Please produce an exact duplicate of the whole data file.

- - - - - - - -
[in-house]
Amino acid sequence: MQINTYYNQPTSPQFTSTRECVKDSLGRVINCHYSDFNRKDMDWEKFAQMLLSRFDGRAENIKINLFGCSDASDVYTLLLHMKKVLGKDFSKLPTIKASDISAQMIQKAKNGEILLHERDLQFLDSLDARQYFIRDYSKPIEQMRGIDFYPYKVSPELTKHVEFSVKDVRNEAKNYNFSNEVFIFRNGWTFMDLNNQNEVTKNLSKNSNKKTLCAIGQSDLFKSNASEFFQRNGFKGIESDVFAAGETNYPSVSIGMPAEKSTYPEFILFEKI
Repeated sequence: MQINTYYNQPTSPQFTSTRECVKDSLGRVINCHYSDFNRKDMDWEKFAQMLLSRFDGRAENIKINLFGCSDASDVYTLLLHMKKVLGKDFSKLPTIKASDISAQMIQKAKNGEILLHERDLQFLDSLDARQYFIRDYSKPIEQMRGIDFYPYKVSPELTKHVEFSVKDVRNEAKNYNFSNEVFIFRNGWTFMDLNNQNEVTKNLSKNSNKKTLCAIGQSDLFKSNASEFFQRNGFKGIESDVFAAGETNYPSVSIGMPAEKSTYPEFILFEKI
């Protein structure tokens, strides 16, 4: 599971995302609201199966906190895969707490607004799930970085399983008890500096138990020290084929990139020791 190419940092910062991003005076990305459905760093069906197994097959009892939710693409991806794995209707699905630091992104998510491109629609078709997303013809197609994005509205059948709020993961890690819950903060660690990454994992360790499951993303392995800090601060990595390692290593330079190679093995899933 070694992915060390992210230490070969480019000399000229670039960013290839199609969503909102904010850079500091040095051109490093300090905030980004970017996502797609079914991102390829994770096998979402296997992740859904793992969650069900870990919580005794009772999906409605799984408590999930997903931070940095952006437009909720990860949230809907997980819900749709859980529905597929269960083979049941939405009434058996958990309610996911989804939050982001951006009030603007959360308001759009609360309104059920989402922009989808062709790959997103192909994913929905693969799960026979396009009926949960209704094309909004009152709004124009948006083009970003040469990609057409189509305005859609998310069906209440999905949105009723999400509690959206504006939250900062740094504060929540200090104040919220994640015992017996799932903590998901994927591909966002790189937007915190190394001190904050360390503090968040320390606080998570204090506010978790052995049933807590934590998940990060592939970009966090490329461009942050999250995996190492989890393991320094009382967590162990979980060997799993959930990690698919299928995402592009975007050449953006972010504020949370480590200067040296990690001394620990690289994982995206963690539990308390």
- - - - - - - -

[in-house]
Amino acid sequence: MQINTYYNQPTSPQFTSTRECVKDSLGRVINCHYSDFNRKDMDWEKFAQMLLSRFDGRAENIKINLFGCSDASDVYTLLLHMKKVLGKDFSKLPTIKASDISAQMIQKAKNGEILLHERDLQFLDSLDARQYFIRDYSKPIEQMRGIDFYPYKVSPELTKHVEFSVKDVRNEAKNYNFSNEVFIFRNGWTFMDLNNQNEVTKNLSKNSNKKTLCAIGQSDLFKSNASEFFQRNGFKGIESDVFAAGETNYPSVSIGMPAEKSTYPEFILFEKI
Repeated sequence: MQINTYYNQPTSPQFTSTRECVKDSLGRVINCHYSDFNRKDMDWEKFAQMLLSRFDGRAENIKINLFGCSDASDVYTLLLHMKKVLGKDFSKLPTIKASDISAQMIQKAKNGEILLHERDLQFLDSLDARQYFIRDYSKPIEQMRGIDFYPYKVSPELTKHVEFSVKDVRNEAKNYNFSNEVFIFRNGWTFMDLNNQNEVTKNLSKNSNKKTLCAIGQSDLFKSNASEFFQRNGFKGIESDVFAAGETNYPSVSIGMPAEKSTYPEFILFEKI
């Protein structure tokens, strides 16, 4: 599971995302609201199966906190895969707490607004799930970085399983008890500096138990020290084929990139020791 190419940092910062991003005076990305459905760093069906197994097959009892939710693409991806794995209707699905630091992104998510491109629609078709997303013809197609994005509205059948709020993961890690819950903060660690990454994992360790499951993303392995800090601060990595390692290593330079190679093995899933 070694992915060390992210230490070969480019000399000229670039960013290839199609969503909102904010850079500091040095051109490093300090905030980004970017996502797609079914991102390829994770096998979402296997992740859904793992969650069900870990919580005794009772999906409605799984408590999930997903931070940095952006437009909720990860949230809907997980819900749709859980529905597929269960083979049941939405009434058996958990309610996911989804939050982001951006009030603007959360308001759009609360309104059920989402922009989808062709790959997103192909994913929905693969799960026979396009009926949960209704094309909004009152709004124009948006083009970003040469990609057409189509305005859609998310069906209440999905949105009723999400509690959206504006939250900062740094504060929540200090104040919220994640015992017996799932903590998901994927591909966002790189937007915190190394001190904050360390503090968040320390606080998570204090506010978790052995049933807590934590998940990060592939970009966090490329461009942050999250995996190492989890393991320094009382967590162990979980060997799993959930990690698919299928995402592009975007050449953006972010504020949370480590200067040296990690001394620990690289994982995206963690539990308390």